Marguerite Burnat-Provins was born on June 26th, 1872 in Arras, France. Her father, a lawyer, was Belgian and her mother was of Dutch descent. It was an intellectual family and Marguerite benefited from a good education. She studied art and in 1902 married a Swiss architect called Adolphe Burnat-Provins. Marguerite continued to further her education and gained the reputation as an accomplished author and painter. However, whilst her professional life flourished, her marriage floundered, and after Marguerite’s affair with a young engineer called Paul de Kalbermatten, they divorced.

Due to Paul’s work commitments Marguerite led a peripatetic lifestyle, living in France, Egypt, Switzerland and London, until the First World War separated them and brought great upheaval to her life. In 1914 she experienced, in a heightened emotional state, the irresistible desire to write. Daily, for two and a half months, Marguerite would fill any scrap of paper she could find. One day she heard a voice say the name, Cingola, and saw a vision of an evil fairy crouching over earth. She felt impelled to draw the apparition quickly and in a completely different style from her usual work. In the following decades she regularly heard voices giving her names followed by a clear vision of the ‘character’ whom she quickly drew or painted. It started slowly with single visions at twilight, but rapidly grew to multiple sightings, on one occasion she saw and drew 48 visions in one sitting.

The modes of apparition that Marguerite experienced were varied. Sometimes they seem to her to be suddenly formed in her head with all their details and colour. At other times the vision forms itself in her room under the similitude of a visitor and sometimes it appears in a light cloud which soon disappears leaving a sharply defined face. It could occur out of doors, even in full sunlight as well as the dark. Over the period from 1914 until her death in 1952, Marguerite created thousands of drawings and paintings of these other-worldly figures which she referred to as ‘Ma Ville’ (my town).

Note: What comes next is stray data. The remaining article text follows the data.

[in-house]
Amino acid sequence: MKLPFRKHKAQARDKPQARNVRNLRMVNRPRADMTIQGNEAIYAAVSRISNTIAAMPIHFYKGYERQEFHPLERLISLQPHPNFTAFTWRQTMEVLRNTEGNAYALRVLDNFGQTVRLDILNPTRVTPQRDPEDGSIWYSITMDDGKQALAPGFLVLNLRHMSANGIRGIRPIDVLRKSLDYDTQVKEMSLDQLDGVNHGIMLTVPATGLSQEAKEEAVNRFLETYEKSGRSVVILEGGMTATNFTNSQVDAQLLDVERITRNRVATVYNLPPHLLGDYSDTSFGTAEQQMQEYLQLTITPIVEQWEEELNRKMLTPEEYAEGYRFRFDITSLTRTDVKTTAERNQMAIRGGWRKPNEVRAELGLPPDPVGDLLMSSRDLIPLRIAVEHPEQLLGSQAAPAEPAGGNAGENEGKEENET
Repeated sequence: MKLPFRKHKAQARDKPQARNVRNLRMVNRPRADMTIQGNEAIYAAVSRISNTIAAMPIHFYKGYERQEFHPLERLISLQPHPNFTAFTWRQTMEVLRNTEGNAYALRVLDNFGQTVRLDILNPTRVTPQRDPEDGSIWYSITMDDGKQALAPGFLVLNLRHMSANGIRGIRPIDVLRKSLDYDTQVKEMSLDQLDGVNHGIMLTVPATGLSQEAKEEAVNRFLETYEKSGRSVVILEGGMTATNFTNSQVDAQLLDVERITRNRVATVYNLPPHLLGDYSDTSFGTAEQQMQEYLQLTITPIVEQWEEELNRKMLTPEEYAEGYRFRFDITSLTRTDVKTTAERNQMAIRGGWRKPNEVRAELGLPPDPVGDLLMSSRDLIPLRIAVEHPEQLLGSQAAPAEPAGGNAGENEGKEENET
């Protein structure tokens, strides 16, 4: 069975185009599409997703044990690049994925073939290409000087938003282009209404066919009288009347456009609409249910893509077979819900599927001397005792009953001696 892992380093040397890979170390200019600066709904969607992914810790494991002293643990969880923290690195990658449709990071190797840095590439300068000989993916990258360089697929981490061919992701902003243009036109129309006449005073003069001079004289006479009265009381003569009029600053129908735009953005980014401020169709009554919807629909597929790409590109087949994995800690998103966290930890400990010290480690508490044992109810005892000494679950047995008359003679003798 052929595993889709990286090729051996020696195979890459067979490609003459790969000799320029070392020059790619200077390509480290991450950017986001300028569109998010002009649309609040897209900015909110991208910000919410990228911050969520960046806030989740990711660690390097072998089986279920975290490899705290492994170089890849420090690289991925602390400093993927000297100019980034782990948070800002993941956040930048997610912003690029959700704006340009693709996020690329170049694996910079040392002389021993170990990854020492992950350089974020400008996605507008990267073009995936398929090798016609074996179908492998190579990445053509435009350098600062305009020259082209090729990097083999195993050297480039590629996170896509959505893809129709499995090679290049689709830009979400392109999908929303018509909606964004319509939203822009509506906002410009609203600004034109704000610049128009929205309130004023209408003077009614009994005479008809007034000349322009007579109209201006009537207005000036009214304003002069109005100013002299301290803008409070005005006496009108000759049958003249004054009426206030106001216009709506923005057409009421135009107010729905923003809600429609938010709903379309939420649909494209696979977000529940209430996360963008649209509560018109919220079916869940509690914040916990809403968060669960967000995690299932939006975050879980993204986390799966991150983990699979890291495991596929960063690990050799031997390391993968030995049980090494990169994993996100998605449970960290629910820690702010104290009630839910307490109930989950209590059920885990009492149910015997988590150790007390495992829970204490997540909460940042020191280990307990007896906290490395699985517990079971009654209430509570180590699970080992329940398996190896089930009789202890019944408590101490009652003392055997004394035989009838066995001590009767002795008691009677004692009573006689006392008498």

In 1930, the psychical investigator, Dr. Eugene Osty studied Marguerite’s extraordinary creations and pondered what they meant: “One might say they are elements of social life; parts played by individuals in the surroundings of city life; morphological or moral forms, the diverse forms of destiny, all the types of human activity, and figurative of beliefs, superstitions, defects, and qualities, and many personifications of Nature – the seasons, the wind and so forth. Mme. Burnat-Provins gives the name Ma Ville to the people of her visions in human beings, animals, allegories, things, and events happening in a dream-town, a dream with marvellously co-ordinated episodes.   

Dr. Osty further stated: What does Mme. Burnat-Provins think, and how does she explain her visions? This very intelligent artist refrains from an opinion unless forced. If pressed she says: “In style, workmanship, and aspect this production has no relation with my other work as a painter. I could not, were it for a fortune, draw any of these heads to order.  Usually these figures are ugly, even hideous; those that are beautiful or even endurable, are few, and all that they represent is opposed to the turn of my mind  which has always sought for beauty and harmony. My work as a writer shows this. The idea of subconscious creation suggests itself, because the part that this has played in my life is well known. In this matter, I reject that idea because I feel the contrary. I neither desire, nor feel moved to call or create these personages. Most of them are antipathetic or odious to me. I submit to them, I feel them come like a burden, but cannot refuse to draw them. “ 

In 1945 Jean Dubuffet was introduced to Marguerite’s work, but did not acquire them because they did not fit into his concept for Art Brut. This may have been because she was a trained artist. However, they were later accepted by him as part of the Collection De L’Art Brut’s Neuve Invention – a category that allowed more creative freedom than the purist ‘art brut’ term.

Biographical details above were sourced from an article written by the Spiritualist and psychical investigator, Stanley Le Brath in 1930.


Marguerite Burnat-Provins work can be found in the Collection De L’Art Brut and the Gallery of Everything, London


To mark the publication of a major critical monograph edited by Anne Murray-Robertson (2019), the Musée Jenisch Vevey is teaming up with the Musée des Beaux-Arts, Arras and the Musée d’art du Valais to stage an exhibition devoted to Marguerite Burnat-Provins – see our exhibitions page for more details.

Why don’t you visit our artists page for more spirit inspired artists like Marguerite.